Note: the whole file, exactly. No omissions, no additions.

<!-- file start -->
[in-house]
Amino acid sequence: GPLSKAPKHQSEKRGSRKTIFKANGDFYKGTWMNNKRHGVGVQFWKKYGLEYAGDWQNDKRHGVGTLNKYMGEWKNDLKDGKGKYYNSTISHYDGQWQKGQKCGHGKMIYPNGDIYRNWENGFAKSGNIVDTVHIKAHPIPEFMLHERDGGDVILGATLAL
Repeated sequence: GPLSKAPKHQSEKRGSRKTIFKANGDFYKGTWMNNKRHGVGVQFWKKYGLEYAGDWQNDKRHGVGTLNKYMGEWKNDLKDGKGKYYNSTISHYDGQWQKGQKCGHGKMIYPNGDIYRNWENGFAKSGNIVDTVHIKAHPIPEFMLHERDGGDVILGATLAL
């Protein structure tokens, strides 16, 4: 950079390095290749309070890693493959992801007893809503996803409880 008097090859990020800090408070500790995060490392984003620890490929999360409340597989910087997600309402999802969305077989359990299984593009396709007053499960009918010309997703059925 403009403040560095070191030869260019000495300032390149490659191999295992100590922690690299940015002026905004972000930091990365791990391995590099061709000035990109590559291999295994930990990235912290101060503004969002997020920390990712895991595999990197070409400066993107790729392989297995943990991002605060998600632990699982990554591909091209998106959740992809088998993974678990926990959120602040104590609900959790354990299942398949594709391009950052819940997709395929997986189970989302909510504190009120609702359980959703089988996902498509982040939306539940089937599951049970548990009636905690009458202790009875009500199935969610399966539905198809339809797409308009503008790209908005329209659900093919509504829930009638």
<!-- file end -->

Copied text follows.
[in-house]
Amino acid sequence: GPLSKAPKHQSEKRGSRKTIFKANGDFYKGTWMNNKRHGVGVQFWKKYGLEYAGDWQNDKRHGVGTLNKYMGEWKNDLKDGKGKYYNSTISHYDGQWQKGQKCGHGKMIYPNGDIYRNWENGFAKSGNIVDTVHIKAHPIPEFMLHERDGGDVILGATLAL
Repeated sequence: GPLSKAPKHQSEKRGSRKTIFKANGDFYKGTWMNNKRHGVGVQFWKKYGLEYAGDWQNDKRHGVGTLNKYMGEWKNDLKDGKGKYYNSTISHYDGQWQKGQKCGHGKMIYPNGDIYRNWENGFAKSGNIVDTVHIKAHPIPEFMLHERDGGDVILGATLAL
């Protein structure tokens, strides 16, 4: 950079390095290749309070890693493959992801007893809503996803409880 008097090859990020800090408070500790995060490392984003620890490929999360409340597989910087997600309402999802969305077989359990299984593009396709007053499960009918010309997703059925 403009403040560095070191030869260019000495300032390149490659191999295992100590922690690299940015002026905004972000930091990365791990391995590099061709000035990109590559291999295994930990990235912290101060503004969002997020920390990712895991595999990197070409400066993107790729392989297995943990991002605060998600632990699982990554591909091209998106959740992809088998993974678990926990959120602040104590609900959790354990299942398949594709391009950052819940997709395929997986189970989302909510504190009120609702359980959703089988996902498509982040939306539940089937599951049970548990009636905690009458202790009875009500199935969610399966539905198809339809797409308009503008790209908005329209659900093919509504829930009638």